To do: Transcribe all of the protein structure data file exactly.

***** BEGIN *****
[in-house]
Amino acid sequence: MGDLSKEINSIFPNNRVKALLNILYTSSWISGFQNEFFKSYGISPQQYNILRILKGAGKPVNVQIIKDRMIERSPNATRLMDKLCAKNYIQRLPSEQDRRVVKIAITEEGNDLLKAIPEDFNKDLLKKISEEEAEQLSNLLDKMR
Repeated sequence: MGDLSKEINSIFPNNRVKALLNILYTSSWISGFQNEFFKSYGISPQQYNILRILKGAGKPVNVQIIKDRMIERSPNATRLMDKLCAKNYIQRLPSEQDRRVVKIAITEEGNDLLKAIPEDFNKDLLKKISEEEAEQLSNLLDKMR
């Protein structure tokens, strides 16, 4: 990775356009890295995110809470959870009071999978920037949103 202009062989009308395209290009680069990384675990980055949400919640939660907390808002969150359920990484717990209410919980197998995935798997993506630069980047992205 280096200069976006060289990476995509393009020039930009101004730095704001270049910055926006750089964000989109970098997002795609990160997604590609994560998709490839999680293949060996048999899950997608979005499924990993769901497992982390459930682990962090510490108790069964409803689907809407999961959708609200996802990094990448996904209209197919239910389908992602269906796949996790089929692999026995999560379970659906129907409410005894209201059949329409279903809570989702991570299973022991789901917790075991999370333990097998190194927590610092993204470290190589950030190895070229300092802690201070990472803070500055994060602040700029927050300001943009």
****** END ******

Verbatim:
[in-house]
Amino acid sequence: MGDLSKEINSIFPNNRVKALLNILYTSSWISGFQNEFFKSYGISPQQYNILRILKGAGKPVNVQIIKDRMIERSPNATRLMDKLCAKNYIQRLPSEQDRRVVKIAITEEGNDLLKAIPEDFNKDLLKKISEEEAEQLSNLLDKMR
Repeated sequence: MGDLSKEINSIFPNNRVKALLNILYTSSWISGFQNEFFKSYGISPQQYNILRILKGAGKPVNVQIIKDRMIERSPNATRLMDKLCAKNYIQRLPSEQDRRVVKIAITEEGNDLLKAIPEDFNKDLLKKISEEEAEQLSNLLDKMR
């Protein structure tokens, strides 16, 4: 990775356009890295995110809470959870009071999978920037949103 202009062989009308395209290009680069990384675990980055949400919640939660907390808002969150359920990484717990209410919980197998995935798997993506630069980047992205 280096200069976006060289990476995509393009020039930009101004730095704001270049910055926006750089964000989109970098997002795609990160997604590609994560998709490839999680293949060996048999899950997608979005499924990993769901497992982390459930682990962090510490108790069964409803689907809407999961959708609200996802990094990448996904209209197919239910389908992602269906796949996790089929692999026995999560379970659906129907409410005894209201059949329409279903809570989702991570299973022991789901917790075991999370333990097998190194927590610092993204470290190589950030190895070229300092802690201070990472803070500055994060602040700029927050300001943009």